Artificial intelligence (AI) could be a big issue in extraterrestrial First Contact. The first aliens we meet may be mechanical creations controlled by artificial intelligence. Thus far on this blog I have considered primarily the alien side of artificial intelligence: but what of human AI developments? Tad Friend has an excellent piece in the New Yorker that explores worries over the rise of human designed AI.
Researchers use three primary terms to describe human AI:
-Artificial Narrow Intelligence (ANI) is the term used to describe technology such as Apple’s Siri and self-driving cars. We have this in varying degrees of intricacy now.
-Artificial General Intelligence (AGI) is defined as being at the level of human intelligence. It is the goal of many companies and institutions currently working in the field. It is generally agreed that AGI has not yet been accomplished, although the boundaries are being pushed daily.
-The ultimate level of AI is called Artificial Superintelliegnce (ASI). It would be intelligence beyond any human capabilities, even for the most gifted of humans.
Defining AI based on human intelligence could be tough in the future, especially if we find ways to boost our own intelligence artificially. One could argue that your smartphone is a first step for that intelligence boost. What happens when your smartphone is directly connected to your brain? Of course AI researchers would say that access to information is not intelligence. Intelligence in the narrow definition is the ability to solve problems. Some would argue that a true test is the ability to understand shadings of meaning in language and use imagination to solve problems. Our decision to base AI levels on a comparison to human intelligence is perhaps a symptom of our anthropocentric thinking. However, it is also the only measure we currently have. Other definitions are not human based, but rather scale based- weak AI versus strong AI. This of course, would create problems as technology progresses. What is strong AI one day could be weak a few years later.
There is further debate with the suggestion by pioneering AI researcher Judea Pearl that we not use reasoning by association to rate AI (simply looking for correlations in data) but rather causal reasoning; inquiring how causal relationships would be altered if there is intervention. Kevin Hartnett has a story explaining this in the Atlantic Monthly.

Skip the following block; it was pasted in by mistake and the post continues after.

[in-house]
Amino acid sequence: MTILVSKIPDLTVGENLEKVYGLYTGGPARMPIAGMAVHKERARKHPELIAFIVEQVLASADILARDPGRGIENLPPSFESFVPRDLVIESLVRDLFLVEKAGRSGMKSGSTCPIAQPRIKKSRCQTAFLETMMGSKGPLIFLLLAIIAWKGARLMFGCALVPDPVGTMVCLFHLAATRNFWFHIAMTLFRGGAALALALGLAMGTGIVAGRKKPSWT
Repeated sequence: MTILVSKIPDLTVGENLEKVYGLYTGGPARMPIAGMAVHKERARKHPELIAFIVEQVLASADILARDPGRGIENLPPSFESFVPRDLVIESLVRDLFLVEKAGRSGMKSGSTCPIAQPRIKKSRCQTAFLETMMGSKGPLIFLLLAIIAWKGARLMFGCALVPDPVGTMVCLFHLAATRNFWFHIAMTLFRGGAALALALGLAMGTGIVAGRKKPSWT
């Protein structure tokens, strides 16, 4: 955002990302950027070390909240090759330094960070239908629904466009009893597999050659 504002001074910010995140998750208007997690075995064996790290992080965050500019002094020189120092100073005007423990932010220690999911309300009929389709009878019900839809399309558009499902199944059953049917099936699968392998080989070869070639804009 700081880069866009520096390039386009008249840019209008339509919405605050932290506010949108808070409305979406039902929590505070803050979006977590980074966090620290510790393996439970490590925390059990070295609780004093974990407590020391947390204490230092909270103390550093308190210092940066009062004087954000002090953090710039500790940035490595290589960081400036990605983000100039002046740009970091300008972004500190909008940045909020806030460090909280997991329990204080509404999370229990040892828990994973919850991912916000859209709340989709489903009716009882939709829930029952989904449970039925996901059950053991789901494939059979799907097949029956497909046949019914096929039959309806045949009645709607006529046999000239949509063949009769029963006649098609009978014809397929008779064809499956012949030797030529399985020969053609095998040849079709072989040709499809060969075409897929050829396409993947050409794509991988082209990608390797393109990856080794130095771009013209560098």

So, let’s get back to the aliens. I have said before that there could be two basic types of alien AI machines exploring the universe: Biologically Originated Intelligence (BOI) and Artificially Originated Intelligence (AOI). The difference is simple: did biological beings create the intelligent robots cruising through space or did other artificial intelligence create those mechanical explorers? The answer has big implications for humanity. We worry about the rise of AGI and ultimately ASI. Will humans become extinct? Will we morph into increasingly mechanical beings? Will ASI decide to get rid of us or perhaps leave us behind to explore the universe while we struggle here on Earth? Those questions are far-fetched considering our current level of technology. But the concern it would raise in First Contact could have a direct impact on our relationship with alien AI. We could well understand a sophisticated alien probe controlled by biological creatures. However, a probe with AGI or ASI capabilities would be a concern. There would be an inherent threat involved in any alien machine visiting our solar system. The worries would increase as a direct correlation with the differences exhibited by that visiting alien life form. A big question could be the relationship between the original alien biological creatures and their created AI. Do they exist together in harmony? Or did the AI grow to supplant the biological beings? If the later is the case - that would likely create a great deal of concern among humans. We could find ourselves with some major issues to consider, ranging from what kind of contact we would want to have with alien AI to how much further we want to go with the development of human created AI. One could imagine quite a bit of angst on the part of humans. Certainly it would be a tough way to start a relationship.
And perhaps that is the reason aliens have not said hello yet: they are in fact advanced AI and don’t know if we can handle the idea or the threat. Alien AI might be better off waiting until we are further along on the evolutionary scale, if that is indeed where it leads.
I think the best message to humans under such a First Contact scenario would be this: we don’t have to follow the historical path of aliens. We are early enough in our AI development to choose a different road, perhaps with more closely controlled AI. Before freaking out we should carefully study alien history. It could show that the biological creatures moved willingly, over time, to increasingly mechanical based bodies. Perhaps AI merely assisted the biological intelligence until the two became indistinguishable? We would certainly want to request a timeline of alien history as part of our initial contact.
In the meantime, we need to keep using that human imagination. We can create more fictional stories that explore these issues. It is our best way to conceptualize such matters. One can scoff at books and movies as mere entertainment, but when the idea behind such stories has weight, and the ideas are thoughtful, it may be our best way of considering how we want to proceed with AI.